OREM — Under overcast skies and in a chilly wind, students and professors at Utah Valley State College leaned into microphones and read solemnly the names of Americans and Iraqis killed in the Iraq war.
They named people such as Todd J. Bolding, a Marine lance corporal killed June 3, 2004. He was 23. And they named Mahir Yassin, an adult male found in west Baghdad in July 2005 among others who were tied and shot or had their throats cut.
The reading of names is a memorial for the people who have died since the war began in 2003.
"We're trying to bring to memory the cost of war, the scale of death," said Michael Minch, philosophy professor and director of UVSC's peace and justice studies program, which is hosting the event that started Tuesday. "Now, of course, we've also made it clear this is not a partisan debate. People can draw their own conclusions."
The memorial will continue today from 10 a.m. to 3 p.m. on the quad, west of the Sorensen Student Center, or inside the student center if the weather is inclement.
Political and partisan commentary is prohibited because it's a memorial.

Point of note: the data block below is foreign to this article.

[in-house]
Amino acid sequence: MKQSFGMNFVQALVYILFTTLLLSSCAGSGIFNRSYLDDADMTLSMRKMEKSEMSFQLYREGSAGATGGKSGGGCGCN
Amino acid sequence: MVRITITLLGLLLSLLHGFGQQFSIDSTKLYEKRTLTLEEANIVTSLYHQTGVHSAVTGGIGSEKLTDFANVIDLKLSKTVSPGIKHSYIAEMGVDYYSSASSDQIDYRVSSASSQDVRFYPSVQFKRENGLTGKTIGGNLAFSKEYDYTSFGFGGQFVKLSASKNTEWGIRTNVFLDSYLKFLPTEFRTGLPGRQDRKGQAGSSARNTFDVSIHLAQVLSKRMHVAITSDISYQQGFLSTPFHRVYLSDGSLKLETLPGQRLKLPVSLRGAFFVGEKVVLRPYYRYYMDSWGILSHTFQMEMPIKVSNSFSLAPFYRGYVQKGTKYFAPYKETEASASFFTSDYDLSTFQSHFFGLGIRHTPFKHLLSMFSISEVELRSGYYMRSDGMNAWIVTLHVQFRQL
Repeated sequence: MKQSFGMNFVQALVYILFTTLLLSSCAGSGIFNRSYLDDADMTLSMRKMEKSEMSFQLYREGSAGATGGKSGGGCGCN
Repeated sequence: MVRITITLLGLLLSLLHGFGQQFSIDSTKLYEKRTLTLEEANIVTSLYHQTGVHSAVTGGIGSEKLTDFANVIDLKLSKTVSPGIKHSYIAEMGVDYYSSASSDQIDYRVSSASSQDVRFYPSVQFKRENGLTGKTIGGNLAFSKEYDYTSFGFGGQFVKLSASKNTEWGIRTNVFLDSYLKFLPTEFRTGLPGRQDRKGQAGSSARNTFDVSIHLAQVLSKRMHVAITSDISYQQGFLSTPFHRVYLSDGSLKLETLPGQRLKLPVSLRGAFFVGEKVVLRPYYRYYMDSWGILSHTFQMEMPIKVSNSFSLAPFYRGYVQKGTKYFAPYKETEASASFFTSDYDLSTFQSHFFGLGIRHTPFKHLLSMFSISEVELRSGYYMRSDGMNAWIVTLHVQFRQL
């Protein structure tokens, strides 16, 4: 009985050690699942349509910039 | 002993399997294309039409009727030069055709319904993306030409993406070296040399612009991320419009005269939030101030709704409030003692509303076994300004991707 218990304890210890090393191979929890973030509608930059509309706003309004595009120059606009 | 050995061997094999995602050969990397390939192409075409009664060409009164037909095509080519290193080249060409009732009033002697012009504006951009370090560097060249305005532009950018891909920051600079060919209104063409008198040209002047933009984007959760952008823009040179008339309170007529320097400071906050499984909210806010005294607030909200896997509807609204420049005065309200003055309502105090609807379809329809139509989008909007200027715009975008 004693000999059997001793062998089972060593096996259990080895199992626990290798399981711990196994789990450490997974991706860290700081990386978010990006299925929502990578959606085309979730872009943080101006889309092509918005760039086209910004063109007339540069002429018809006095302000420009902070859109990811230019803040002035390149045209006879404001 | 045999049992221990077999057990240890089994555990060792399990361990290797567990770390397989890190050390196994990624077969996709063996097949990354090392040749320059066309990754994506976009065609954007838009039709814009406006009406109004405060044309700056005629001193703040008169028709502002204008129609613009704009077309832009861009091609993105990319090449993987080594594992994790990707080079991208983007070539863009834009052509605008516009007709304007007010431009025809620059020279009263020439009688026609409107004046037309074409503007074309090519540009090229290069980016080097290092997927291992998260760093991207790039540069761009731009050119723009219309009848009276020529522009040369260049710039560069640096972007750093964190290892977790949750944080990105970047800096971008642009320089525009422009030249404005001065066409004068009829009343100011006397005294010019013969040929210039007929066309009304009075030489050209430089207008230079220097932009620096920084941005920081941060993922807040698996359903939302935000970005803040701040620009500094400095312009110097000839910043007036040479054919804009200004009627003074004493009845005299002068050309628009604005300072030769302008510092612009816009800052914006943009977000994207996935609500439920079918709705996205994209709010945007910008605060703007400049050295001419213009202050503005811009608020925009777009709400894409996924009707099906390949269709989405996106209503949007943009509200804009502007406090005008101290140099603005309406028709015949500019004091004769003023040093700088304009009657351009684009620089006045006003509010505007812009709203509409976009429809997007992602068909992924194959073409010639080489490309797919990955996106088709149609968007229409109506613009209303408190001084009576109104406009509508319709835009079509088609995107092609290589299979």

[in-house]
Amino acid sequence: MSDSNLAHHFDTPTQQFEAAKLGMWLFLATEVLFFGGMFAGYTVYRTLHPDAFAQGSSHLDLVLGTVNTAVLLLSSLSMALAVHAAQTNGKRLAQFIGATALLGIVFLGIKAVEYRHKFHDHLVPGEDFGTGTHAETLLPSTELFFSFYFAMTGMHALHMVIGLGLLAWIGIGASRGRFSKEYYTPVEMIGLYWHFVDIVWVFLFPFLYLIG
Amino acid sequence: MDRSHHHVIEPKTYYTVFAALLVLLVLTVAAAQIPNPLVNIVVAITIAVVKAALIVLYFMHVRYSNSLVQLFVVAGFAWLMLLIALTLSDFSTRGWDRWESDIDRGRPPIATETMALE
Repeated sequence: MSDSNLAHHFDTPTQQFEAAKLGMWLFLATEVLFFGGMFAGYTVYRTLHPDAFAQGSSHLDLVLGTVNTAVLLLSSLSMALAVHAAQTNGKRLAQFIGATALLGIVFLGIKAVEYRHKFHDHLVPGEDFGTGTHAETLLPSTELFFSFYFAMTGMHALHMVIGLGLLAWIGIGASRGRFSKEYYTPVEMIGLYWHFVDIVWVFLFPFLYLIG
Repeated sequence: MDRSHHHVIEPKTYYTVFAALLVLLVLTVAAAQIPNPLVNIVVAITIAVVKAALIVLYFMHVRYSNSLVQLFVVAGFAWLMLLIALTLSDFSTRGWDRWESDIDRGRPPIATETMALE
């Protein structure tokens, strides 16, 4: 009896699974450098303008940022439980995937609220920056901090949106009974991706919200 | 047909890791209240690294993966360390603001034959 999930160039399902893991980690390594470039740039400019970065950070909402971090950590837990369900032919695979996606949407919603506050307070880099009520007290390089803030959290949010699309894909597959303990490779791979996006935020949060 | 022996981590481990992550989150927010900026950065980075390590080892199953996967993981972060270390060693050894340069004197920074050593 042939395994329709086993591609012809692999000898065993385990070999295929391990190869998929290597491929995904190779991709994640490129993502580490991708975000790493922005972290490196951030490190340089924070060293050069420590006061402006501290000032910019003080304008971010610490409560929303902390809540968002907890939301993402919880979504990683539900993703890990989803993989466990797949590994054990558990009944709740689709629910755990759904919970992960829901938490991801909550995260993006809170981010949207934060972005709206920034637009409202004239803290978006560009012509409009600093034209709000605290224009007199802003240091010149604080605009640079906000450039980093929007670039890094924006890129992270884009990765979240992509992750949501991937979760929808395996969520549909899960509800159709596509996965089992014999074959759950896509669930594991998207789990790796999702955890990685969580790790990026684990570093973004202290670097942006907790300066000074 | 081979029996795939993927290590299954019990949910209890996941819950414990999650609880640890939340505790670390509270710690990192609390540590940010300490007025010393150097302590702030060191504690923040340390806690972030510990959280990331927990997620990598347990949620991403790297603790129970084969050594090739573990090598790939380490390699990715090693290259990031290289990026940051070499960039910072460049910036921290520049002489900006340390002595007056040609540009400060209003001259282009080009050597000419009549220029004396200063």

The peace and justice studies program, with members of the United for Peace and Justice Club, remembered Thai Vue, 22, an Army specialist who died June 18, 2004.
And Pedro Contreras, 27, who was a Marine lance corporal who died June 21, 2004, according to the list of names.
Nour-al-Din Mohammed was a police officer killed in Kirkuk on July 24, 2005. Bashir Toma Elias, 48, owned a liquor store. He was killed by gunfire in Basra's bazaar on Dec. 24, 2003.
Their names, too, were read at UVSC.
It will take 10 hours to read about 7,000 names of casualties, with about 40 students and professors alternating between American and Iraqi names.
Organizers wanted to name all U.S. deaths that have been confirmed by the Department of Defense — almost 3,300. Not all the names of Iraqis killed in the war will be read, however. Estimates by nongovernmental organizations put the death toll of Iraqi soldiers and civilians at 650,000.
Organizers of the memorial at UVSC obtained names from iraqbodycount.org.
They will read one Iraqi name for every American name, reading through about 300 pages of names in all.
"I think that it shows we're concerned about both, the Americans and the Iraqis who have died so Iraq might have a democracy," said psychology professor Bob Norton, who read names and observed other names being read.
Although not every such memorial in the United States names Iraqi casualties, Norton, who has lived in the Middle East, said Iraqis are remembering their own.
"Typically, Iraqis, when they do such a thing, they read the Sura in the Quran, which is similar to the Lord's Prayer," he said.